I thought I’d post this shot, as it might be of interest to some folks. From left to right, the claws are: black bear, polar bear, grizzly bear, coastal brown bear or Kodiak bear.The polar bear is the only true carnivore out of those species, but it’s claws are but a fraction of the size of those belonging to the great grizzly, and in particular, the coastal brown bear.
Bear claws, and particularly the grizzly claws, were long revered as a symbol of power, both physical and spiritual, to many Native American Indian cultures; wearing the bear claw was often only an earned respect. Anyone’s who’s seen such fearsome weaponry up close can attest as to why.
The relationship of the polar bear and the grizzly bear is interesting. Polar bears are believed to have split off from the grizzly bear lineage approximately 150 000 years ago in a time of global climate cooling – arctic living skills became an advantage. So the polar bears stayed in the north, and the grizzlies enjoyed the warmer climes further south. Rarely did the 2 run into each other.
Now, it seems that global warming is bringing the 2 species into some conflict. Until 1996, for example, grizzlies had never been seen in Wapusk National Park area in Manitoba, Canada. Between 1996 and 2008 there were 9 grizzly bear sightings, and 3 more observed just last summer (source). Though the grizzlies of the arctic are generally much smaller than their polar cousins, they tend to be more aggressive, and will readily drive all but the largest male polar bears off a food source. They also are a potential threat to polar bear cubs. So along with an ever-harder to find food source, polar bears may now be encumbered with a new threat – their old cousins, the big clawed grizzlies.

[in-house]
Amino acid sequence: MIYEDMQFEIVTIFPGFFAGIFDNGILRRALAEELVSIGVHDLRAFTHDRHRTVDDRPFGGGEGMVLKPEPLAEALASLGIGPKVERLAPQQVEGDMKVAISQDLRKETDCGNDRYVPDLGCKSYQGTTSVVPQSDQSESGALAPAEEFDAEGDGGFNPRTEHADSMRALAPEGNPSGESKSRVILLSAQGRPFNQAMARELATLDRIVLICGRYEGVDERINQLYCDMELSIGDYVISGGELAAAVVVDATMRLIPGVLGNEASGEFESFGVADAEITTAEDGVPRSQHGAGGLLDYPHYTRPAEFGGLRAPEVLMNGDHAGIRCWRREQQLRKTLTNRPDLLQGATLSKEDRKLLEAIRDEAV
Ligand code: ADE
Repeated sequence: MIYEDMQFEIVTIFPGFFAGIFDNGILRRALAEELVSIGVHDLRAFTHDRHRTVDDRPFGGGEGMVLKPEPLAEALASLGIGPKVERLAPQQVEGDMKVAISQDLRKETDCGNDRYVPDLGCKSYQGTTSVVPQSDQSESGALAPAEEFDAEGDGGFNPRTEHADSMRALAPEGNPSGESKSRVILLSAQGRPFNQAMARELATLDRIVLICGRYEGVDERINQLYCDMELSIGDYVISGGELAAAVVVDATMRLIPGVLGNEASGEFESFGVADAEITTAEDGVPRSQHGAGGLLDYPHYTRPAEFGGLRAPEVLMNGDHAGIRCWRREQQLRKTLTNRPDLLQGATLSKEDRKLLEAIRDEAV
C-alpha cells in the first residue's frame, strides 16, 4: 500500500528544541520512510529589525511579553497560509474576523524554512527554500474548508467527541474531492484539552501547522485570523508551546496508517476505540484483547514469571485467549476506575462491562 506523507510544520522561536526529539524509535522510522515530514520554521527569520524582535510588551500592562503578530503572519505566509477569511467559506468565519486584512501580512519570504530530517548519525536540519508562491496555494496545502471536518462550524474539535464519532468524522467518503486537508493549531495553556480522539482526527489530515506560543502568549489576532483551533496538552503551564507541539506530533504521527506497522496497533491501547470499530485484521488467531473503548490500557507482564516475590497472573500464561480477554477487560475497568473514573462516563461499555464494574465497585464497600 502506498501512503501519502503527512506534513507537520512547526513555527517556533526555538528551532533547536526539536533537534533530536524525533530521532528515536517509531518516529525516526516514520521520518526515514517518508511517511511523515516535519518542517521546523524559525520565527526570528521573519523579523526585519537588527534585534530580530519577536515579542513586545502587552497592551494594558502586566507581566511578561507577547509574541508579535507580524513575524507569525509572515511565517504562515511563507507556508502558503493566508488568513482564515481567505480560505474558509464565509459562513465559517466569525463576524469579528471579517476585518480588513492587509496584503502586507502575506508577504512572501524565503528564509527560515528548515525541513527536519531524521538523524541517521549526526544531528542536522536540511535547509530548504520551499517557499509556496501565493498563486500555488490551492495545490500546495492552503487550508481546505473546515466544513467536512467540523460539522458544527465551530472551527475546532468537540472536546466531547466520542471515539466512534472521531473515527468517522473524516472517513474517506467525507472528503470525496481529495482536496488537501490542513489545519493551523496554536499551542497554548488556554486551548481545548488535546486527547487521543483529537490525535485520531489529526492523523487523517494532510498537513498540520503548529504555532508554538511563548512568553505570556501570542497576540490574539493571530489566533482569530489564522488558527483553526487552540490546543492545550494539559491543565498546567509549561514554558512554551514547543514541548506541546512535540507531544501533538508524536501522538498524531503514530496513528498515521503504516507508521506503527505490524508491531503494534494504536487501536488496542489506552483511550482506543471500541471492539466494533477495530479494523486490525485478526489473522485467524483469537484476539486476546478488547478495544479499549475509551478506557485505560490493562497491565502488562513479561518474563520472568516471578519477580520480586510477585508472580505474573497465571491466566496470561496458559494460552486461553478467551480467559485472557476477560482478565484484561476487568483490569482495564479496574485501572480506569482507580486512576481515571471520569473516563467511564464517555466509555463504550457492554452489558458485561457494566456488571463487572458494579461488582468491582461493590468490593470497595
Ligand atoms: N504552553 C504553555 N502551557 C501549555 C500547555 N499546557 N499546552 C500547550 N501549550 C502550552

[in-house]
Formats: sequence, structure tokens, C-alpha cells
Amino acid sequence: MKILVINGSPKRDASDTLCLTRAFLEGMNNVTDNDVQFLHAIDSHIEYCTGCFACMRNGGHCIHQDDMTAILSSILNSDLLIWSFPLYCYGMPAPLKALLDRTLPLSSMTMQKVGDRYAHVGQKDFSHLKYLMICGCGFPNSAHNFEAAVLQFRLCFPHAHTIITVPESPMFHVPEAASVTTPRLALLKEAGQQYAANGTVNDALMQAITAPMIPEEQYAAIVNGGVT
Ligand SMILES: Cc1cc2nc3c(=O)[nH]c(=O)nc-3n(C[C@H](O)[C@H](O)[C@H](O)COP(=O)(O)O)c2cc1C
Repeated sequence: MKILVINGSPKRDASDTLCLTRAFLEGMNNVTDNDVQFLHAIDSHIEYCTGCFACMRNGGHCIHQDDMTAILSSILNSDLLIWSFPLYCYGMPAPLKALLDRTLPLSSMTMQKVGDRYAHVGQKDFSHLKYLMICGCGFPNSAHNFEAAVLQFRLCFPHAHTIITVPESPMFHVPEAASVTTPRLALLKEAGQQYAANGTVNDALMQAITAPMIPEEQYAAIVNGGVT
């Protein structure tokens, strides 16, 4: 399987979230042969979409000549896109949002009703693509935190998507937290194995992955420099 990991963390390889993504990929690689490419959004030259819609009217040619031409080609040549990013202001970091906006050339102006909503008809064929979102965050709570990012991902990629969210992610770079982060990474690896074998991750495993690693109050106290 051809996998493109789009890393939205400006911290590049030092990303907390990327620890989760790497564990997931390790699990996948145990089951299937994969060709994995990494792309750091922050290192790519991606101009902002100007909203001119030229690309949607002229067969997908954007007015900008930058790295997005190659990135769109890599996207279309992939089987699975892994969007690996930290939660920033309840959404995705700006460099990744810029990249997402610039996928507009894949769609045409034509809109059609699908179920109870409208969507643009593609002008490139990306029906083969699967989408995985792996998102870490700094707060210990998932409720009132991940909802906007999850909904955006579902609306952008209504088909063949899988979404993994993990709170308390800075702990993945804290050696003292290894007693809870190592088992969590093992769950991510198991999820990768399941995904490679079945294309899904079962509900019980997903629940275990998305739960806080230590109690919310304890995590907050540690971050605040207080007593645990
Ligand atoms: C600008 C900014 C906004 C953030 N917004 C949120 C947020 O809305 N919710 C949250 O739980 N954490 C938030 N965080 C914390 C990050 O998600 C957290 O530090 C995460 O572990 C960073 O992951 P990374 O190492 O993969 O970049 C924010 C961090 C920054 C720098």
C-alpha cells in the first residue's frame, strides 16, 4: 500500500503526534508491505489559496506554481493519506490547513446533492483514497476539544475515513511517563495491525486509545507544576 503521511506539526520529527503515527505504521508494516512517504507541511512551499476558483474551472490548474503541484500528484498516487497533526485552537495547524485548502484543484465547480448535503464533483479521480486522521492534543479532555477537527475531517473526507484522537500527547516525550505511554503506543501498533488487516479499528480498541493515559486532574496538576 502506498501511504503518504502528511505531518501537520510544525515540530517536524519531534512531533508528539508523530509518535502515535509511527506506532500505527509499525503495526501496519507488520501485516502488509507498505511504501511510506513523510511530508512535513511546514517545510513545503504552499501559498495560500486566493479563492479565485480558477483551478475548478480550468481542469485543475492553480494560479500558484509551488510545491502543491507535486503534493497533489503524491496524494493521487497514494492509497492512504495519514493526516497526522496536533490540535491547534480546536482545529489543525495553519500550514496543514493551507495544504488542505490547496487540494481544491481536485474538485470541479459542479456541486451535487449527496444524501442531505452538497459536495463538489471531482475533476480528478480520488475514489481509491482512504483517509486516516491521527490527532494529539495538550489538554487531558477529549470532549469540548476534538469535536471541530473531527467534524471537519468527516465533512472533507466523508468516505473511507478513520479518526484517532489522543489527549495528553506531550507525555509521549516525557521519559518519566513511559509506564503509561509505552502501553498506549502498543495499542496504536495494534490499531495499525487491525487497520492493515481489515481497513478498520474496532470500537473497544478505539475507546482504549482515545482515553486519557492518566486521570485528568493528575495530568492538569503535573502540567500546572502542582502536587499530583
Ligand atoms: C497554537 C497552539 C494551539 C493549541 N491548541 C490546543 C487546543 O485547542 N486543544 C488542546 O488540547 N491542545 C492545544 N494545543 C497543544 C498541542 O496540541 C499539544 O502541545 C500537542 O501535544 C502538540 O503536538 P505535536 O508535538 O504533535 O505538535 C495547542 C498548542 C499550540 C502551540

The poor old black bear sits at the bottom of the American bear tree. His hooked claws, at left, are good for climbing, and tearing open nylon stuff sacks, but he lacks the power to defend himself for his larger adversaries. The black bear’s strength apparently lies in his ability to break into automobiles in National Park parking lots and raid coolers. They’ve also been known to abscond from a backcountry campsite with a certain backpacking guide’s Teva sandal, but that’s another story.